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Baby steps: getting document capture right (part 2)

June 4, 2012

Last post, I kicked off a series on how to get document capture right if you’re one of the many organizations struggling with it right now.

To do that, I shared a diagram that maps out a four step maturity model, from paper based, manual processing, to born digital, fully automated processing. And although it’s not rocket science by any means, I probably pull it out of my tool belt once a week and scrawl it on the whiteboard to help organizations understand the path they need to take to improve their document capture capabilities. I’ve found it to be a simple, powerful way to structure organizational thinking about how to address the opportunities for using document capture to improve front- and back-office operations.

Figure 1 – Process Management Maturity Model

In this post and the next, I want to walk through some ways that I’ve seen organizations use it to contribute to their efforts to get document capture right:

  • Triage
  • Roadmap development
  • Business case development
  • Marketing and communications


One of the most daunting tasks of getting document capture right is where to start. If you’re 15+years behind in your capture capabilities, there’s typically going to be what we ECM practitioners refer to as a crapload of business areas and process in dire need of improved capture capabilities. And if you’re 15+ years behind in your capture capabilities, you’re also likely to be what we ECM practitioners refer to as super crappy at delivering new capture capabilities effectively and efficiently—c’mon, you haven’t done so in recent memory, after all, what makes you think you’ll all of a sudden be able to do any differently?

Keeping all this in mind, one of the most important things you’ll need to do is to have a transparent, reasonable, defensible methodology for determining what to do first, second, third, and so on. This is important for a few reasons:

  • In case no one is interested – it gives you a justification for getting upper management buy in to force/strongly encourage participation
  • In case everyone is interested – it gives you a rational explanation for why enthusiastic business leader X must wait 18 months to get her improved document capture capabilities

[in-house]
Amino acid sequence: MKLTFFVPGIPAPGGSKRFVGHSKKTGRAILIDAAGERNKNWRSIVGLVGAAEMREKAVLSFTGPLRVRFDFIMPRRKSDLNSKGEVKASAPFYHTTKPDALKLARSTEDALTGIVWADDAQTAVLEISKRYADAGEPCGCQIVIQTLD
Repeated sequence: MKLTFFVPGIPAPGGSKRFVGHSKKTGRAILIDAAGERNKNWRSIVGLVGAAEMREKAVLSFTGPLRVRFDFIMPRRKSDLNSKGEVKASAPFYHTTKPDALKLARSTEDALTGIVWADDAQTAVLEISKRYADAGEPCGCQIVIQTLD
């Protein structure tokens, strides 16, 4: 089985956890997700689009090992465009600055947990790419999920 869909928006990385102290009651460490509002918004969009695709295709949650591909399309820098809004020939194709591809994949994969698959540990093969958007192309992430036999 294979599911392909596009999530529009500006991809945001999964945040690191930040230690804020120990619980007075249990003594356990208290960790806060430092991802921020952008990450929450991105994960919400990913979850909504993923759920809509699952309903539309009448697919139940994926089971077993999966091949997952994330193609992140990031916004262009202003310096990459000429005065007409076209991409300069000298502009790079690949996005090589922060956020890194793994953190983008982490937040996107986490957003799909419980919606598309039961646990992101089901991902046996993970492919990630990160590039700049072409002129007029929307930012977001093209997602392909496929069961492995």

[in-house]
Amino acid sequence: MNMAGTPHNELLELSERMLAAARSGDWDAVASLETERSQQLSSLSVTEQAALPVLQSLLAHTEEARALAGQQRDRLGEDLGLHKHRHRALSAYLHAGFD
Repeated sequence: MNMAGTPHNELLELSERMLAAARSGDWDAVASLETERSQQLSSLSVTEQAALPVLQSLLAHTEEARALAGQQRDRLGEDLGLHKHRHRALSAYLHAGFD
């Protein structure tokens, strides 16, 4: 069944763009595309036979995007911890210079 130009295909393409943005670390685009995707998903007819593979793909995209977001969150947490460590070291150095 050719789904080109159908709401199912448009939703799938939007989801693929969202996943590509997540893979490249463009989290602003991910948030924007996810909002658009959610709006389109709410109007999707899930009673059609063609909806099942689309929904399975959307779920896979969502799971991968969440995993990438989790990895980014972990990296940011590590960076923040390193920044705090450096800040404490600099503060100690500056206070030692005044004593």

• In case it all hits the fan at some point (and it will) – it gives you a crisp data point to explain some of your decision making…which won’t get you completely out of the ditch, but, trust me, at that point, you’ll be thankful for any and all evidence of having employed a reasoned, thoughtful decision making process to help you out

The model I’ve presented in a key input into this methodology by giving you a yardstick to measure each business unit and/or process against, i.e., where do they currently fall against these four categories? They may all fall in category one, in which case you get no real value out of it at this point (and you need to rely on other criteria).

But at most organizations that struggle with document capture, there is at least some spread among categories when you plot business processes and areas against this model, which can then be used (in conjunction with other criteria, such as process/area footprint, risk, value, influence, and so on) to make decisions about sequence.

Roadmap development

Once you’ve figured out what should come first, second, third, etc., you need to turn that into an actionable plan, which is where roadmap development comes in. It’s all well and good to have a sequential list of business units and/or processes to indicate the order you plan to address them, but to make that of any use, you need to flesh that out into a program plan that shows duration of each project and any interdependencies.

Now, if you’ve already laid your business areas and/or processes against the four categories of the model, a good bit of your work is already done—you’ve got the as-is version of the organization’s document capture environment.

What you do next is to take key milestones in your roadmap (6, 12, 18, 24 months for example) and show how your organization’s document capture environment changes at each point, as shown in the figure below.

Figure 2 – Process Management Maturity Roadmap

As you can see, this allows you to not only show what gets done when (which is Roadmap 101), but tie that back to your model for maturing your document capture capabilities (which is Traceability 101, but more like Roadmap 203).

The final word

Okay, so let’s take a pause for the cause before we forge ahead, and in the meantime (as usual), I’d love to hear the good, the bad, and the ugly from you all out there…dive in and let’s get fired up about document capture, people!

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